Together and with The Power of We, we can start a revolution. One Soul at a time... ~Jon Bon Jovi *** There's a Story on every street corner, my friend. All you have to do is open your eyes... ~Richie Sambora

"The Circle" a Review...

Friday, May 7, 2010

Part one of a very good three part review from the Examiner...

The only Bon Jovi 'The Circle' CD review you'll ever need

In director Tony Scott’s Oscar-winning film ‘Gladiator’, Russell Crowe’s character, Maximus, proclaims to his troops before entering into battle, “What we do in life, echoes in eternity”.

And so from one boys rock-n-roll dream, born of the elixir of the Rock N Roll Gods and driven by the runaway testosterone of youth, Bon Jovi, to a man, has closed the circle of their evolution by encapsulating their musical legacy in an album that is nothing short of a musical Handbook of Life’s Lessons.

The band’s fifth album this decade and third in five years is the most honest, realistic, and enduringly hopeful social statement they’ve ever made. In fact, one suspects that if P. Diddy or Lady GaGa had crafted it, they would be hailed as the Second Coming for their 'societal vision' and 'wisdom.'

Yet not surprisingly, the ‘critics’ continue to knock down, kick around and just plain disrespect this American and Proud of It musical fist of driven balladeers.

That's nothing but old news here. The delusional self-proclaimed and self-absorbed Kingmakers are loathe to consider the melodies, musical footprint, or meaning in a work; yet sit in supreme judgment void of respect for the countless hours of work invested in the songwriting, and the endless cuts and re-takes of the artistic studio experience. It's easy to judge when you're not the one snapping guitar strings and smoking like a chimney between takes until your throat feels like a salted road.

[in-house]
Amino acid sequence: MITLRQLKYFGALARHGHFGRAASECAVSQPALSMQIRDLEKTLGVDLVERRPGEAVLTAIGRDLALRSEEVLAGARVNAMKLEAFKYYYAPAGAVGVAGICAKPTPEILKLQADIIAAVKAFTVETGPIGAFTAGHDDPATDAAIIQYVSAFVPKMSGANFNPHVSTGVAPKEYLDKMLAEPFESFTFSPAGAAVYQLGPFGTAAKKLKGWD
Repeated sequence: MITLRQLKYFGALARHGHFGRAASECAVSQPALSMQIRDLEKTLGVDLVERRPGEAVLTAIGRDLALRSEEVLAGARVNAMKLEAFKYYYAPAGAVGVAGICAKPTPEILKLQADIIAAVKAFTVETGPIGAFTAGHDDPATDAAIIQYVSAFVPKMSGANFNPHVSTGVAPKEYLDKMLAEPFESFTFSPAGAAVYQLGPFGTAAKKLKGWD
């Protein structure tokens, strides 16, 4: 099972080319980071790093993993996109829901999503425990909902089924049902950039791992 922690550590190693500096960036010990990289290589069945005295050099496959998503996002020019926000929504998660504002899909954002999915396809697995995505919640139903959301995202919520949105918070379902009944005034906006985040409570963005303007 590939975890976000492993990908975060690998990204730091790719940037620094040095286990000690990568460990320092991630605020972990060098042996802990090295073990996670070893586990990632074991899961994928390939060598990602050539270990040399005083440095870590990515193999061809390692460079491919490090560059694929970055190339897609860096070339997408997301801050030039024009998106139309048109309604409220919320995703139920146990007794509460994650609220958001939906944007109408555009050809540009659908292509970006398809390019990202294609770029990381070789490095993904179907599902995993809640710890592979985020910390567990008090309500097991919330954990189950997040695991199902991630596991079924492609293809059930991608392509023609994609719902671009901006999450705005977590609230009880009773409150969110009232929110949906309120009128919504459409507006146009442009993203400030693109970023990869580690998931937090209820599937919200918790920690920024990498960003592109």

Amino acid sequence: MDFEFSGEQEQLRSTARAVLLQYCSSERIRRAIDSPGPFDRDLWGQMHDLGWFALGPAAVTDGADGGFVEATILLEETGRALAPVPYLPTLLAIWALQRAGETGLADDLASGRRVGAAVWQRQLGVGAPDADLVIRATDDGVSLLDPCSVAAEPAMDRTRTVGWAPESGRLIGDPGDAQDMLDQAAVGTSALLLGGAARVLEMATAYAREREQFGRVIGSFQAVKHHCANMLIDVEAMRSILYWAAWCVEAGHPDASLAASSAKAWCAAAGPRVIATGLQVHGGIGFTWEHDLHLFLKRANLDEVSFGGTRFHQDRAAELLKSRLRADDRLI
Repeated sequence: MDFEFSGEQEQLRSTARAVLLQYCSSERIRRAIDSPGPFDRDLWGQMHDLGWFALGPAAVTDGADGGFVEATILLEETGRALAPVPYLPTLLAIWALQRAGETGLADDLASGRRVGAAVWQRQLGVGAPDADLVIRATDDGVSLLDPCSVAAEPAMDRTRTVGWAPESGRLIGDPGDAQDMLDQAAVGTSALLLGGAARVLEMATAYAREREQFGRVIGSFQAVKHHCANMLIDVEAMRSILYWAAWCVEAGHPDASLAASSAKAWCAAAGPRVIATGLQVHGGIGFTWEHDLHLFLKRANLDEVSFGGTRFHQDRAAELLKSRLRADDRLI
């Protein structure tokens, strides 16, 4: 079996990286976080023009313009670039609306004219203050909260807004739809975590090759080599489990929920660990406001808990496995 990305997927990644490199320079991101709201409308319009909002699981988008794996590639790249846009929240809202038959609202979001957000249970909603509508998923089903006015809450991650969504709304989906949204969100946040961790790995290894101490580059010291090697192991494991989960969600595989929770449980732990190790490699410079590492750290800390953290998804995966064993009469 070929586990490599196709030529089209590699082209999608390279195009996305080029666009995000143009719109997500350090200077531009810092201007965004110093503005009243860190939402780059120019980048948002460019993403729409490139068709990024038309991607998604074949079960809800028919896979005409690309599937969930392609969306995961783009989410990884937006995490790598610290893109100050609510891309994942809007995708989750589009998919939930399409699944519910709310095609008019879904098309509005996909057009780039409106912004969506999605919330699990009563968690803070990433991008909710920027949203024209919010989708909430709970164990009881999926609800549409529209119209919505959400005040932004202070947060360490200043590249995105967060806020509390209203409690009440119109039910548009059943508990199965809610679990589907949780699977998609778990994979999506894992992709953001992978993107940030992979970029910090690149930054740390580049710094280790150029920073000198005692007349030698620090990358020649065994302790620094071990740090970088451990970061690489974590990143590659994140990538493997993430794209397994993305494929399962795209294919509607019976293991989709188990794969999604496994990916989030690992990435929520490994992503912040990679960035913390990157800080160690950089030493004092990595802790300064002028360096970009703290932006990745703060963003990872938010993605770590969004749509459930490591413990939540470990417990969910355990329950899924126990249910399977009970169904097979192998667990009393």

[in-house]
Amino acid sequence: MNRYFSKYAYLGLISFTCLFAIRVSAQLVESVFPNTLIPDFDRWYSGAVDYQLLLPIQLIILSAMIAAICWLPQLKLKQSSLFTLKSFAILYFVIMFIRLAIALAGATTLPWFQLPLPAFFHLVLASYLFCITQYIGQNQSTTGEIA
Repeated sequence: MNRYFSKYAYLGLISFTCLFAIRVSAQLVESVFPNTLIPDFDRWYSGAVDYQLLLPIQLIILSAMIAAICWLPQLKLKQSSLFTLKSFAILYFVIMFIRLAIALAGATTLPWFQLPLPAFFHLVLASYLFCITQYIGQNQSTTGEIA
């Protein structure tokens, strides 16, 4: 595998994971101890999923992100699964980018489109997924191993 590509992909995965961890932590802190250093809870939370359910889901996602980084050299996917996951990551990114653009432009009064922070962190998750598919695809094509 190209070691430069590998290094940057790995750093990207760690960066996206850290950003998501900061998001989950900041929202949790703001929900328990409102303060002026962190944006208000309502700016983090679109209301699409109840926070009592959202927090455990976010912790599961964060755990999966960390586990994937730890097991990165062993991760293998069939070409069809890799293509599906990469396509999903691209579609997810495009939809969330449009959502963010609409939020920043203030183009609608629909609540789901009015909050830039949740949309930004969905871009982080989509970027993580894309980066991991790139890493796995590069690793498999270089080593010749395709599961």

Bon Jovi can even have a bad hair day!Small wonder then that this past November, as ‘The Circle’ was coming out, L.A. Times Entertainment blogger Mikael Wood barely broke a sweat in his three-paragraph review.

In giving the album one-out-of-four stars, he tossed off a lame compliment about the band returning to their “blue-collar roots”, gushing “these guys obviously mean business when it comes to the victims of big business”, a reference to all of us shattered by the giant stink-bomb that escaped the global economy in late 2008.

‘Blue collar roots’?

Was Wood reviewing Bruce Springsteen perhaps? Note to Mr. Wood: Bon Jovi has been about hair and glam and metal and cowboys and leather jackets with cowboy frills hanging off them. There has never been any Woody Guthrie-type odes to death, murder, mayhem and jail that one finds in Springsteen’s ‘Nebraska’ or ‘Ghost of Tom Joad’.

Still the heavyweight champion of the rock world.The only thing blue collar about Bon Jovi is their decades old work ethic, and their refusal to be taken lightly.

In a moment of frappucino-driven journalistic pretension, Wood reduces the entire purpose, concept, and message of ‘The Circle’ thusly:

"The Circle" shows off Bon Jovi's still-sharp knack for wedding blandly optimistic sentiments to predictably soaring choruses. Unfortunately, it's getting pretty hard to tell one song from the next: First the singer's telling us "We Weren't Born to Follow," then he's remembering "When We Were Beautiful"; later, he reveals that "Love Is the Only Rule" before demanding that we "Learn to Love."

But the gross minimization of everything the band has accomplished over the years continued when Pop Doses Jeff Giles called Jon Bon Jovi a “craven opportunist” , implying that Bon Jovi treats his band more as a business plan than a beat-thumping ass-shaking rip-roaring goo-gushing music machine.